Losing a spouse can be devastating. It creates a void in many aspects of life. In situations like these, it’s also important to review your estate plan and determine what should be done.
If your spouse has passed, these are the most common estate planning issues to consider:
- Talk with your family. Hopefully families or at least some children come together during these difficult times like these. If they do, use this as an opportunity to talk with them about your estate plan. In particular, consider discussing with the children or people you’ve named in your estate plan about your financial and health care wishes. This will help them be more prepared to effectively step in and make decisions for you. It can also help them anticipate challenges that may come up with your finances or family.
- Update your estate plan. When a spouse passes, it’s not unusual for a trusted child or other family member to become involved in making financial decisions or assisting their parent in that process. This isn’t necessarily because the surviving spouse is no longer able to handle financial decisions. The financial world is very complicated and having a trusted child or other family member help make those decisions can make it a lot less stressful. If this would be helpful in your situation, your estate planning documents likely need to be updated to name that person as a co-trustee and agent under your financial power of attorney. In making these changes, you’ll still able to make your own financial decisions. But, your child or other family member will be able to assist in the process or even make a decision if you’d like them to act for you.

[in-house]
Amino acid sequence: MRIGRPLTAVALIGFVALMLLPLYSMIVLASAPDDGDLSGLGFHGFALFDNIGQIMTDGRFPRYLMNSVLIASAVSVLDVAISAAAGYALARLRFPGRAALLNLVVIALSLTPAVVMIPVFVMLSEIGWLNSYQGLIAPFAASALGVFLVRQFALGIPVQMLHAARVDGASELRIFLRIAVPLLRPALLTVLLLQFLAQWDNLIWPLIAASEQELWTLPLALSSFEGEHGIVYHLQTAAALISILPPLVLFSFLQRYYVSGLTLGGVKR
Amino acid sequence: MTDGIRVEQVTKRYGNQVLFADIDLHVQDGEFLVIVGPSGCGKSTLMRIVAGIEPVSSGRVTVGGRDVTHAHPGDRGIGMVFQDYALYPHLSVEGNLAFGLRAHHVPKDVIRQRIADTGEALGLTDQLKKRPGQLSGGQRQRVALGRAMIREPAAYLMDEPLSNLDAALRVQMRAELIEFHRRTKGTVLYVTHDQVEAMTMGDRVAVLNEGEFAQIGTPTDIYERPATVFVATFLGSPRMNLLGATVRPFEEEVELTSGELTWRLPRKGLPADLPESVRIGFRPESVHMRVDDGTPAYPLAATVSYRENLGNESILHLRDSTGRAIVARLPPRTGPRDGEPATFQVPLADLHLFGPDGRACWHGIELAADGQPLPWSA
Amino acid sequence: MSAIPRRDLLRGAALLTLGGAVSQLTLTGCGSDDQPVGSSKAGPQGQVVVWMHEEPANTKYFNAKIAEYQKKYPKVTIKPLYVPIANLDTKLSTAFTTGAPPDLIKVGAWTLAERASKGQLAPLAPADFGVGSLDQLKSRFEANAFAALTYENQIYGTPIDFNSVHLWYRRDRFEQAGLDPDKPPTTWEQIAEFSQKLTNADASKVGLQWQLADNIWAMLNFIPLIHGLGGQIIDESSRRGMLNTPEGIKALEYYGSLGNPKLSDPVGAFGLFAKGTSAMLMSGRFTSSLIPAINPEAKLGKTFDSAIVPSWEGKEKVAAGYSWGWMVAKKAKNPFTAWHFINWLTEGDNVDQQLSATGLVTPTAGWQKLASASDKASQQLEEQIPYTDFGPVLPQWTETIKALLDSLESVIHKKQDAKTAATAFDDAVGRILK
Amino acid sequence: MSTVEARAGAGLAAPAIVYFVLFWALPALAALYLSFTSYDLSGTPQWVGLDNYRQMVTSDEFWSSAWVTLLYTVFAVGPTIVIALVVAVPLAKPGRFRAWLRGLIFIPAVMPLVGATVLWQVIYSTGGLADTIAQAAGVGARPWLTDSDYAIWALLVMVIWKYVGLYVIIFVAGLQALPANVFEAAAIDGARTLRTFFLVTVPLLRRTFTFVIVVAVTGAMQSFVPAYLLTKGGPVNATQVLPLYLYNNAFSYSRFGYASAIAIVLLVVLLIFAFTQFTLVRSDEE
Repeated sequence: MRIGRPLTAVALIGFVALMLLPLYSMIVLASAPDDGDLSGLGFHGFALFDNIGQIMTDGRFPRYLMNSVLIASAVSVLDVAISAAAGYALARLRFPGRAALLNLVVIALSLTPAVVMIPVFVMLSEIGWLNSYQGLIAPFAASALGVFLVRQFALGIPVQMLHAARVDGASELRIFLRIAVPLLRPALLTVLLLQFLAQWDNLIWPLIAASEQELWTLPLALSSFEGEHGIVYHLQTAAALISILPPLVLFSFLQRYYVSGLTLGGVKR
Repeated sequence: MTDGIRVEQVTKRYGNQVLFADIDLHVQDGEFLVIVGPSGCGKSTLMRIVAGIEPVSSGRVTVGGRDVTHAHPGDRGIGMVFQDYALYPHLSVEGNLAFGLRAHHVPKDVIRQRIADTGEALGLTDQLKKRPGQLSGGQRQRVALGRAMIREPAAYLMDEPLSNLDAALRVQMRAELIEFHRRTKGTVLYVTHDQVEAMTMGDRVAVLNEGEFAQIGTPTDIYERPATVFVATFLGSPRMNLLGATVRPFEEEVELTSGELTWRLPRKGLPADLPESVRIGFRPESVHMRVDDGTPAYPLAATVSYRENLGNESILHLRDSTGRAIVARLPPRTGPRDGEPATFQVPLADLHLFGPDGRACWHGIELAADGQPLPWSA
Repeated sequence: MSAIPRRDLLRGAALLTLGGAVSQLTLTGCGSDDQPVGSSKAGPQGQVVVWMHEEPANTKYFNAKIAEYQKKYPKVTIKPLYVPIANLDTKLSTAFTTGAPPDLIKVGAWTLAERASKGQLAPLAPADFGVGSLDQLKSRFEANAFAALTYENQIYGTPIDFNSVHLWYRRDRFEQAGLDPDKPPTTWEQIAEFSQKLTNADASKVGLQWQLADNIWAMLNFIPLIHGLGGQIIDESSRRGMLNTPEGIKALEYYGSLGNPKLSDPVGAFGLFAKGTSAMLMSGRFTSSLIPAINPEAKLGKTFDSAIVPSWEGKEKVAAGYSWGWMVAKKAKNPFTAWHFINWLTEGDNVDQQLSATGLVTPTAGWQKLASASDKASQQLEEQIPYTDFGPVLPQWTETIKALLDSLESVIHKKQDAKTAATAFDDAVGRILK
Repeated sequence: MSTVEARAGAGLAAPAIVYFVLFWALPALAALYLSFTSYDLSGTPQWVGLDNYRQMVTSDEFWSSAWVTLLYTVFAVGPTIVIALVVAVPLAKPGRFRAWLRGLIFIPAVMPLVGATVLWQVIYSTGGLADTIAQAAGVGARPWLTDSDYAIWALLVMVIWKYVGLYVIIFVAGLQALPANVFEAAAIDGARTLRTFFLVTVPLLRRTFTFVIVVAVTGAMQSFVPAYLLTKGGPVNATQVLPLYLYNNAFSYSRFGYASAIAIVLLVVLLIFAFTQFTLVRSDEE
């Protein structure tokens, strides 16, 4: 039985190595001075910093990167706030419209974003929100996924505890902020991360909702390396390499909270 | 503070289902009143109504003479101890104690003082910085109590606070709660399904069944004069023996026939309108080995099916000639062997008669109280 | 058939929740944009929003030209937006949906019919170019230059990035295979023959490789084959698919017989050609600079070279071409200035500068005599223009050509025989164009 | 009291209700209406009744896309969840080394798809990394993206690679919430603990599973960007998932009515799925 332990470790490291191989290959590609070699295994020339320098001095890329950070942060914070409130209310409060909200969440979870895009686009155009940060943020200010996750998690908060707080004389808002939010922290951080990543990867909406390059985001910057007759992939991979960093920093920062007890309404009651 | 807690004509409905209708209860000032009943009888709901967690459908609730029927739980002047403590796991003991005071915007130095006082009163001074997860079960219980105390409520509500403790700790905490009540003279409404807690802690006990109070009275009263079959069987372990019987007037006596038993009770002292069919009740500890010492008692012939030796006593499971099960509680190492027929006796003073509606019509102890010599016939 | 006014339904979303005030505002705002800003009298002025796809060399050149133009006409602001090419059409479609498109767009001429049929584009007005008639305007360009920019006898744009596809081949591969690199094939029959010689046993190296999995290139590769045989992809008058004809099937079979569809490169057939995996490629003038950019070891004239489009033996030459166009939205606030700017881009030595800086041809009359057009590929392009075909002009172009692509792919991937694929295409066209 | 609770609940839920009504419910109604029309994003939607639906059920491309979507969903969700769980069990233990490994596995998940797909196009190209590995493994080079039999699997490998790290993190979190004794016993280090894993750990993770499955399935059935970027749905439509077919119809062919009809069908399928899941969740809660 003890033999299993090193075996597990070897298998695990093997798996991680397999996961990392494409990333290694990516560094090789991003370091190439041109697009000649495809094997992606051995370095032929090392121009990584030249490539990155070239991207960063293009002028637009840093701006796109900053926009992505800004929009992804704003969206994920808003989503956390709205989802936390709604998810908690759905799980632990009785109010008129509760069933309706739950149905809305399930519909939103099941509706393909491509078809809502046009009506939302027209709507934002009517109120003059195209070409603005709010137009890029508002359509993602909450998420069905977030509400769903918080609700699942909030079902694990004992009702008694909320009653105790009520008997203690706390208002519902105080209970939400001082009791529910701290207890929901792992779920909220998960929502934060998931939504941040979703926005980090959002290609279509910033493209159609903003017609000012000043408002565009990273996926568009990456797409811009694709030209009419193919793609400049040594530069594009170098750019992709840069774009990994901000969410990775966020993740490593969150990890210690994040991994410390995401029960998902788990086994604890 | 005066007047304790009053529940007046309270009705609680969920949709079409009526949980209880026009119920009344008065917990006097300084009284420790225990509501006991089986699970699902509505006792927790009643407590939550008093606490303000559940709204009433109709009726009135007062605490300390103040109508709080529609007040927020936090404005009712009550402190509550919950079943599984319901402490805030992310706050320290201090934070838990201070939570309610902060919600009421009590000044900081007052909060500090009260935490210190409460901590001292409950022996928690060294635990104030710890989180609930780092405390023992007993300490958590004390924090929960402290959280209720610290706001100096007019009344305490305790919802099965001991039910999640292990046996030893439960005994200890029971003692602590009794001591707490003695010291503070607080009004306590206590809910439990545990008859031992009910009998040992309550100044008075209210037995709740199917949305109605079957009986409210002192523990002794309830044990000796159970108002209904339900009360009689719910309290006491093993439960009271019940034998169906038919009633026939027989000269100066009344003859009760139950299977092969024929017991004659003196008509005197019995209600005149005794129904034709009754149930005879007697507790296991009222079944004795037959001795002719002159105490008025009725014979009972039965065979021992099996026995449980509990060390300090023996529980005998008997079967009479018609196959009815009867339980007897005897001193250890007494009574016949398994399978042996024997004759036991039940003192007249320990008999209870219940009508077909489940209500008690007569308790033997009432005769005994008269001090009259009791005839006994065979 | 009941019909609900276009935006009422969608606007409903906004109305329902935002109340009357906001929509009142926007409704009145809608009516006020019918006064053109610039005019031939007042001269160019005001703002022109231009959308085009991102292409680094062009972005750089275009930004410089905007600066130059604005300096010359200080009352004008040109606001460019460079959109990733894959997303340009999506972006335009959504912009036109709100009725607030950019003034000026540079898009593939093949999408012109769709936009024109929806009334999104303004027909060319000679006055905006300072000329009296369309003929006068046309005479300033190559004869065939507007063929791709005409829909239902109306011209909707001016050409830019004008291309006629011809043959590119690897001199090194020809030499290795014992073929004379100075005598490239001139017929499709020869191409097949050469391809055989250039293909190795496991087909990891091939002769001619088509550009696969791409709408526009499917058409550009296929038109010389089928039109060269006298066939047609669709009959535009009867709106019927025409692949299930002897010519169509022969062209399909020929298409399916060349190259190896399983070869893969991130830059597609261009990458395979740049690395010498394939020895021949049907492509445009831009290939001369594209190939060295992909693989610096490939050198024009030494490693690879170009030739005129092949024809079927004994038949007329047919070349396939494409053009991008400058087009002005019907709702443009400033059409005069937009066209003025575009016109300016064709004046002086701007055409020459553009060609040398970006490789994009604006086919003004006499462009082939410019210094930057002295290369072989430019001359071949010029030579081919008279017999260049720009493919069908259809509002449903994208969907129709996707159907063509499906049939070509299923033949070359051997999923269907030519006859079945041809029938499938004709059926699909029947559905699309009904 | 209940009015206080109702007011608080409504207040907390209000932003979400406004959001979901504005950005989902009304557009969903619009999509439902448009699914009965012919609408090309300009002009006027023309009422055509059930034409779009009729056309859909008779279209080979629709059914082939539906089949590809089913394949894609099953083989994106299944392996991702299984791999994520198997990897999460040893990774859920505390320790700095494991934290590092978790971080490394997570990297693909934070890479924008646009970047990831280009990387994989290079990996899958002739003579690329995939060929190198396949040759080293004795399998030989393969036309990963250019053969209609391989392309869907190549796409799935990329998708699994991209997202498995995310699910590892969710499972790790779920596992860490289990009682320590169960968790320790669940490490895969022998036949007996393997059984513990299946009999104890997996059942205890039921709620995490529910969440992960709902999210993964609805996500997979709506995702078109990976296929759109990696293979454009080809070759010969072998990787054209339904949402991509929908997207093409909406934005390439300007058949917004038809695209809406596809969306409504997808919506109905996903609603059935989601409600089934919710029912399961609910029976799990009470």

- Implement your estate plan. When a spouse passes, an estate plan may need to be carried out. If you’ve planned to avoid the estate tax, this will entail administering what’s commonly known as a “family trust” and perhaps a “marital trust.” On the other hand, if you’ve planned to protect your assets from Medicaid and long-term care costs, this may involve administering a “supplemental needs trust.” These steps are very important to insure your assets are best protected against the estate tax or long-term care costs.